The Walden Effect: Farming, simple living, permaculture, and invention.

A conversation with myself

Gardening in the rain

Author Anna: Working your garden while the soil is excessively wet or dry can break apart those soil aggregates that I wrote so much about in the last section. And when soil aggregates break apart, it only takes a little bit of compaction to force them back together in a more rock-like fashion with no handy air holes in between to keep the soil loose. The result is clods...

Real-life Anna: Phew, I need a break from all this editing! But it's raining too hard to spend much time in the garden. How about some heavy-duty soil digging to get my heart pumping and make me feel like I accomplished something?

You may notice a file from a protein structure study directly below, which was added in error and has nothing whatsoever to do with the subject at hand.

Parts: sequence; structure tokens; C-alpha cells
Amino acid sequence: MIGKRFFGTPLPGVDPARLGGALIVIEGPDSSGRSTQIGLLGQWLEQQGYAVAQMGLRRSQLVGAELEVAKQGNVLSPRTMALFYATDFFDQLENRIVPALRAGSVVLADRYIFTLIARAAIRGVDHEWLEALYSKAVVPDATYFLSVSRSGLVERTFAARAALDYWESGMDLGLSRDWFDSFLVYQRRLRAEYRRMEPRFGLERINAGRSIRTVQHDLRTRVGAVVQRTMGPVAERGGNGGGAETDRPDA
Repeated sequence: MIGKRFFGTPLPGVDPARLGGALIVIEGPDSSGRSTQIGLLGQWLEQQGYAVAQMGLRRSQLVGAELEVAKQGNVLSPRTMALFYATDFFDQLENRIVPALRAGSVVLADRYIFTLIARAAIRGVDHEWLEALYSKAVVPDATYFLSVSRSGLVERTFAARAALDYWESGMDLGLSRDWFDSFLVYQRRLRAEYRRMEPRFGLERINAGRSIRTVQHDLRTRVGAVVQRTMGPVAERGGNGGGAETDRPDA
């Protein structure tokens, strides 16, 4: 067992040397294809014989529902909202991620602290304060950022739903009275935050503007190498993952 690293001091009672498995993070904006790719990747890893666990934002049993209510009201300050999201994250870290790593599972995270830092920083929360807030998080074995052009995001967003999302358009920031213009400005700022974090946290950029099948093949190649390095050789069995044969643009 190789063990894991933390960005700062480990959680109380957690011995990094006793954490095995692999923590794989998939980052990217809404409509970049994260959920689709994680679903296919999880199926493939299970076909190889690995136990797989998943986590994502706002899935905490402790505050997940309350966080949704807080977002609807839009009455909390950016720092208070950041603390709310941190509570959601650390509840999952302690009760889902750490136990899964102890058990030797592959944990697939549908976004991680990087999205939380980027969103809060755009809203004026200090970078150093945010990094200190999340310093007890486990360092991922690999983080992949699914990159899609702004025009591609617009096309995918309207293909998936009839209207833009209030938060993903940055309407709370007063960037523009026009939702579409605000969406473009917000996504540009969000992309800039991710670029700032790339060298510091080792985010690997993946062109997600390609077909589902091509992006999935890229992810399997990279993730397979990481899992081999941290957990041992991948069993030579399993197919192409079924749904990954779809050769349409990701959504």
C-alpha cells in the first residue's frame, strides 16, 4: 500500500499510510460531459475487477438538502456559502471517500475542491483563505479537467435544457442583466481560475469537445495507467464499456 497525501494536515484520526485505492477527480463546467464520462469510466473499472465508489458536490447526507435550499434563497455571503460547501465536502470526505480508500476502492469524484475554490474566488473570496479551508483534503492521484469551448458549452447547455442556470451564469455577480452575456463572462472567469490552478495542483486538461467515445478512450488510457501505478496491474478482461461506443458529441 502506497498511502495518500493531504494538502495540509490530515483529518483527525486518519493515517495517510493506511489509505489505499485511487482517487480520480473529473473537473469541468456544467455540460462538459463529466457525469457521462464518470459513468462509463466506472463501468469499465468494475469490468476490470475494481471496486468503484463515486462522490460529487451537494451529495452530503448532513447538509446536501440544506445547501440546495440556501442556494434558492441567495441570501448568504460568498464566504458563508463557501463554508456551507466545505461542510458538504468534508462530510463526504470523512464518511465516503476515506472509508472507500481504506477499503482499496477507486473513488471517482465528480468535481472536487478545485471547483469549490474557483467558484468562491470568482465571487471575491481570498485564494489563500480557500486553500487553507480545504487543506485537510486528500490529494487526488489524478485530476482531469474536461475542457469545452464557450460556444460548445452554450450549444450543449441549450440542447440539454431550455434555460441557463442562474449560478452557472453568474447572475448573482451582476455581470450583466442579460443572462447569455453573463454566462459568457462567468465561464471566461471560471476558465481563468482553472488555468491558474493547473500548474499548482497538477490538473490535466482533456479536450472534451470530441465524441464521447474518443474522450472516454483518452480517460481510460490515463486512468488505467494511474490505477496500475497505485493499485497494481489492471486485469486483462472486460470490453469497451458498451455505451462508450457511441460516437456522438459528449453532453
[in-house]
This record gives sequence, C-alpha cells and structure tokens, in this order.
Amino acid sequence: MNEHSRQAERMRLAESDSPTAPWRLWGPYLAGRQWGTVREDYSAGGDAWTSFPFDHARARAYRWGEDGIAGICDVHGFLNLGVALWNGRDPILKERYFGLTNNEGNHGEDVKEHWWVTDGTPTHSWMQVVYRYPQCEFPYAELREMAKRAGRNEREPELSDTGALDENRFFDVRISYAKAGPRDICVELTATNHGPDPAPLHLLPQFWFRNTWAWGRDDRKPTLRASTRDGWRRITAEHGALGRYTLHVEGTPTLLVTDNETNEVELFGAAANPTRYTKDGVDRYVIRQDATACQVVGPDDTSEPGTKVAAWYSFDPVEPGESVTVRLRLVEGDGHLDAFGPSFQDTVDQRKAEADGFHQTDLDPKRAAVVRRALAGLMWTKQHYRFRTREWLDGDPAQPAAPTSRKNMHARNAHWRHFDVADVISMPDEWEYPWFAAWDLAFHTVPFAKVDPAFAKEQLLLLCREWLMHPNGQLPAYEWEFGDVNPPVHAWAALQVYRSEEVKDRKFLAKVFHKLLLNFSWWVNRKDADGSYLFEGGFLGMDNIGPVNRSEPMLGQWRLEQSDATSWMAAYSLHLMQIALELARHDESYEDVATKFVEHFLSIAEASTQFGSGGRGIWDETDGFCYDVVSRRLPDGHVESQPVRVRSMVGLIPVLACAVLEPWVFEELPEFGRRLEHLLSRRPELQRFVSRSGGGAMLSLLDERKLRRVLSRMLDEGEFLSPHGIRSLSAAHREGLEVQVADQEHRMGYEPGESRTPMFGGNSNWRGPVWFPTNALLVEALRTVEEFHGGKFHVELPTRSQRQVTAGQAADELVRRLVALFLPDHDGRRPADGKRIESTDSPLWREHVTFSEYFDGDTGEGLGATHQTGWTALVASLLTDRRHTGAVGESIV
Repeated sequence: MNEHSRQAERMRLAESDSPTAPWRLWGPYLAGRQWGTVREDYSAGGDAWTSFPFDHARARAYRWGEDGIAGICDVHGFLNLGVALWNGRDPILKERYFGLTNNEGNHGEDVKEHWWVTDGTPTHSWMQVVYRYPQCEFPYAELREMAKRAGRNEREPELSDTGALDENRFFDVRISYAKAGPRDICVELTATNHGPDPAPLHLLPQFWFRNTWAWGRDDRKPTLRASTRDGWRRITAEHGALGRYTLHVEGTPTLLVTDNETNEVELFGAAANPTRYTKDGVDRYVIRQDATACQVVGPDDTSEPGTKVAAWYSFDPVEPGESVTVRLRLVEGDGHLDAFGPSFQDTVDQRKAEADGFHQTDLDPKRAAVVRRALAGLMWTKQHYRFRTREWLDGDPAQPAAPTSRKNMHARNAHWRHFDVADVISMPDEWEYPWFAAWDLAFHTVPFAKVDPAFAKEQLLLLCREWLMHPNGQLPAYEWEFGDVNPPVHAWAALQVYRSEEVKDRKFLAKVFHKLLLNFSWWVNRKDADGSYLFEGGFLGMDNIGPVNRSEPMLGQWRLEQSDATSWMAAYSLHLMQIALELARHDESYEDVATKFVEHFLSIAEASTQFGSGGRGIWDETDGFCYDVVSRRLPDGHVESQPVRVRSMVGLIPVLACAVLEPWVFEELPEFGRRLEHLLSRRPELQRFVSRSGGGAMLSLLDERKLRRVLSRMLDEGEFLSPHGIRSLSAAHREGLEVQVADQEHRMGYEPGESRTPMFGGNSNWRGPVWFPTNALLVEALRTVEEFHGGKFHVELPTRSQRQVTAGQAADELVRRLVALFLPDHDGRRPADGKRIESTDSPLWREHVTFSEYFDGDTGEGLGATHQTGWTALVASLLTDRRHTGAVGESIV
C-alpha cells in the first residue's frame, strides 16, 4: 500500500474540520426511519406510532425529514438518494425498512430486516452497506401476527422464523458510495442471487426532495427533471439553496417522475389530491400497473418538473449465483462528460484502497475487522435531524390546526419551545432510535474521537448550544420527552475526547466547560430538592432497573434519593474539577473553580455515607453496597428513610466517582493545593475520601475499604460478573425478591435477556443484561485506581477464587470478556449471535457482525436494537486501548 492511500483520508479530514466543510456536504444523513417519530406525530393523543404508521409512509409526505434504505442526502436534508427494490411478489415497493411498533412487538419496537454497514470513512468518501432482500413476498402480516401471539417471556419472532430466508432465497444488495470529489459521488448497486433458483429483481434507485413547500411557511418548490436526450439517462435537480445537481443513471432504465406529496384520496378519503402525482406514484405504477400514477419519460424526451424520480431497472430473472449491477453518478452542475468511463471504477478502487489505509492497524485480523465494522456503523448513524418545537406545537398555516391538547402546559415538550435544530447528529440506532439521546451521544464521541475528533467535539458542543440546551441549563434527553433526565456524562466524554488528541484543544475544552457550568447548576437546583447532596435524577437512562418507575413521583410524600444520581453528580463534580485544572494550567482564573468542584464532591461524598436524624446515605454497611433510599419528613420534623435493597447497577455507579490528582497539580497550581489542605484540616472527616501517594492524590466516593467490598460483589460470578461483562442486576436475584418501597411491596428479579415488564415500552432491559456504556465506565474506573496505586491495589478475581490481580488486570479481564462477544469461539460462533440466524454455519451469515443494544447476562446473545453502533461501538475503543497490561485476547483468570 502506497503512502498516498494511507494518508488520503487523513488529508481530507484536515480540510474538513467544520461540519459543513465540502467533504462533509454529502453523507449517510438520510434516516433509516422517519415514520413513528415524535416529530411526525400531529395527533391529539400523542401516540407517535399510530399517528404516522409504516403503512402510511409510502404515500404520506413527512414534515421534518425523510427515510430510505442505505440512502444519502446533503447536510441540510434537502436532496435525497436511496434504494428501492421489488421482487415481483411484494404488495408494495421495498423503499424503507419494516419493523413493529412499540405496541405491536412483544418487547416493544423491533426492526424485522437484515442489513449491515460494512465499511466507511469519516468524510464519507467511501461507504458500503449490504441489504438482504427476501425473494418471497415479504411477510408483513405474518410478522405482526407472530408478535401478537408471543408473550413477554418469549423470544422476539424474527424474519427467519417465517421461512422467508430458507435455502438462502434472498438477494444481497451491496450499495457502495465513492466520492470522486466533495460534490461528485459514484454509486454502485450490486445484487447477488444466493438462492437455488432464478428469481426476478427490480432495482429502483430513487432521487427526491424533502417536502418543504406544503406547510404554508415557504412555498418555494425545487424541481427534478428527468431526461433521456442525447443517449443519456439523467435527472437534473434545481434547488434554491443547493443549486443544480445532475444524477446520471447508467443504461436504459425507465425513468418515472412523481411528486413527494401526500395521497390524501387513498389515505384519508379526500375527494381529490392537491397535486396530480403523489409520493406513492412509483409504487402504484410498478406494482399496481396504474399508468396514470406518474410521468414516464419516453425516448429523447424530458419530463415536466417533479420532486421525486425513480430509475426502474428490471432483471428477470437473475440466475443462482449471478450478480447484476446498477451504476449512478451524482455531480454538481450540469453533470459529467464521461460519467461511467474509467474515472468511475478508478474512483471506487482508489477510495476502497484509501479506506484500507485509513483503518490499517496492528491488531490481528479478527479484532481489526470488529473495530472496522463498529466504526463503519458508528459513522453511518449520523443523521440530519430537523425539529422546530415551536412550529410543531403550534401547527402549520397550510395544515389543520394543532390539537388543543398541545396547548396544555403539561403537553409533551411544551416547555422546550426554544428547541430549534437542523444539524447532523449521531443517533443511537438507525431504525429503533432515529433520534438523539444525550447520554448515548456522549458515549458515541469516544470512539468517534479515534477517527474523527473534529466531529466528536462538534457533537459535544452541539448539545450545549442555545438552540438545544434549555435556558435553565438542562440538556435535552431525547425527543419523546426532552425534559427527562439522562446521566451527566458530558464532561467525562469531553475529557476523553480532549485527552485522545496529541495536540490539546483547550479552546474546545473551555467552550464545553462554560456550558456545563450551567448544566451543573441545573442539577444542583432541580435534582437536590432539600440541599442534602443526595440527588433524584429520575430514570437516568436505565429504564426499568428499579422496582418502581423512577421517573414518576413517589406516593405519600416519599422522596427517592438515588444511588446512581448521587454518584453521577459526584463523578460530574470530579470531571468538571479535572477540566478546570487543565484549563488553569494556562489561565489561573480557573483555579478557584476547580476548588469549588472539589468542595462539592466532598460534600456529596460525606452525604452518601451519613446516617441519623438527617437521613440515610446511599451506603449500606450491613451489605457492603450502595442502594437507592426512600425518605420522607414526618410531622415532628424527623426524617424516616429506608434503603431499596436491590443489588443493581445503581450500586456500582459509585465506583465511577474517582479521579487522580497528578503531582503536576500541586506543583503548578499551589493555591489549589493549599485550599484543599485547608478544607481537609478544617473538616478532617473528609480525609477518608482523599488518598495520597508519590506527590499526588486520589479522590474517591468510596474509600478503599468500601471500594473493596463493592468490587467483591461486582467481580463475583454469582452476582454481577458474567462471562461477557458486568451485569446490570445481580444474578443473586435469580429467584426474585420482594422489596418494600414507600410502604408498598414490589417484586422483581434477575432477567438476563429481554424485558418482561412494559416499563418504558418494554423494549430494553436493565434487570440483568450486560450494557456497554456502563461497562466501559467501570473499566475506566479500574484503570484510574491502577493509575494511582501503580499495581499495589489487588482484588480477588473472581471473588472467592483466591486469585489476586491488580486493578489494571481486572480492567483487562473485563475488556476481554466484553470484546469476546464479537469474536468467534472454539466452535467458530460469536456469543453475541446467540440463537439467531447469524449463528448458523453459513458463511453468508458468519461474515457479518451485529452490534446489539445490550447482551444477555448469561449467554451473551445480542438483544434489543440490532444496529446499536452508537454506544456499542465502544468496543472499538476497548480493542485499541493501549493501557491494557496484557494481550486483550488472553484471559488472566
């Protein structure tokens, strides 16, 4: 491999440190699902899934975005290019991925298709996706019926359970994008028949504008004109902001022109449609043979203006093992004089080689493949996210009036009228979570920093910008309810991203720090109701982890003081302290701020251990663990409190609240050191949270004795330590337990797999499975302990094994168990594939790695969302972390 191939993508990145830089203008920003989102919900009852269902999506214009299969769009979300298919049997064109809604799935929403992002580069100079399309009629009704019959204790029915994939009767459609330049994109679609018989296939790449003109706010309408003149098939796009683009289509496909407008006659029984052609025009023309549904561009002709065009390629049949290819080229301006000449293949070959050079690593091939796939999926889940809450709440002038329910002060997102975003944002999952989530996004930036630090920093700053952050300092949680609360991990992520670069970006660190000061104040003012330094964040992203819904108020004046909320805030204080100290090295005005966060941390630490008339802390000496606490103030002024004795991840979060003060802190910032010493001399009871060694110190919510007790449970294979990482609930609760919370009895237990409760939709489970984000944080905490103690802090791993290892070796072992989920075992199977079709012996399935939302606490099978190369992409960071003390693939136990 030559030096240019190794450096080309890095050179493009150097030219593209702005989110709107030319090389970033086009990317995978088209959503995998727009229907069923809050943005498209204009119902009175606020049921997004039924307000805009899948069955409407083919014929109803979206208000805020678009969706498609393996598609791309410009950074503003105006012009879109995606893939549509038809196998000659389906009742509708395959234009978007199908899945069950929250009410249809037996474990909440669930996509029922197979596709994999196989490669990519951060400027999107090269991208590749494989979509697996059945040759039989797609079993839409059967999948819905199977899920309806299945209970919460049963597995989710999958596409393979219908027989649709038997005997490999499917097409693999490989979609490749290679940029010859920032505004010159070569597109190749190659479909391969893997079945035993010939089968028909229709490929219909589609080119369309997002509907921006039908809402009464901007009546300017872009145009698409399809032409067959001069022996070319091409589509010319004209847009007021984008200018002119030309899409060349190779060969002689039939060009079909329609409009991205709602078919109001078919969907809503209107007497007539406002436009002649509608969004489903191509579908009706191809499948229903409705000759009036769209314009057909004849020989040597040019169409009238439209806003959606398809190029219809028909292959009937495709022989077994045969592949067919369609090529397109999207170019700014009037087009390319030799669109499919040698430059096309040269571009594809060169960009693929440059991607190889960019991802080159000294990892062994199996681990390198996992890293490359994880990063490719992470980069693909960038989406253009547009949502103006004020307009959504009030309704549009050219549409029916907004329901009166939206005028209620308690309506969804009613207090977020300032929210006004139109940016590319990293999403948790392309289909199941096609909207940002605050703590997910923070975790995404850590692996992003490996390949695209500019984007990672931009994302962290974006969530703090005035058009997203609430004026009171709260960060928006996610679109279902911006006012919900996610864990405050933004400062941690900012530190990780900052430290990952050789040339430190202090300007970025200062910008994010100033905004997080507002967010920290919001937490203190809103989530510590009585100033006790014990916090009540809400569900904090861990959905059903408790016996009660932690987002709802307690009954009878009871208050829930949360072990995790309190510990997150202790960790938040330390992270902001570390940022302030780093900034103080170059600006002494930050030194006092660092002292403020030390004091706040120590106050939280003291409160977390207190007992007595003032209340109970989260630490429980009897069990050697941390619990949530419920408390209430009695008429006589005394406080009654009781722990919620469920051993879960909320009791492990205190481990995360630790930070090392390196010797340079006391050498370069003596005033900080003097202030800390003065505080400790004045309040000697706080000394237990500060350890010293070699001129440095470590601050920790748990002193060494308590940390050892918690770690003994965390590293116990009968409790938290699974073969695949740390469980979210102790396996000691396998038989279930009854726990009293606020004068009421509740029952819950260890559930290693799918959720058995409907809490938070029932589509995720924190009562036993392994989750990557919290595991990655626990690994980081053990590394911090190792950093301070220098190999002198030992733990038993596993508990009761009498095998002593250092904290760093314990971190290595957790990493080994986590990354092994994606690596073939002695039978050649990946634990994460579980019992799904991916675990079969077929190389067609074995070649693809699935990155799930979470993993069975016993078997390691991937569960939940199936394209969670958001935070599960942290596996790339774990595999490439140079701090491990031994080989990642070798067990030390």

Soil clods and crusts

Author Anna: Do as I say, not as I do. And use a long-handled spade for this kind of shoveling.

Real-life Anna: I used up all your cardboard again, Mom. Could I have a little more, please?



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About us: Anna Hess and Mark Hamilton spent over a decade living self-sufficiently in the mountains of Virginia before moving north to start over from scratch in the foothills of Ohio. They've experimented with permaculture, no-till gardening, trailersteading, home-based microbusinesses and much more, writing about their adventures in both blogs and books.



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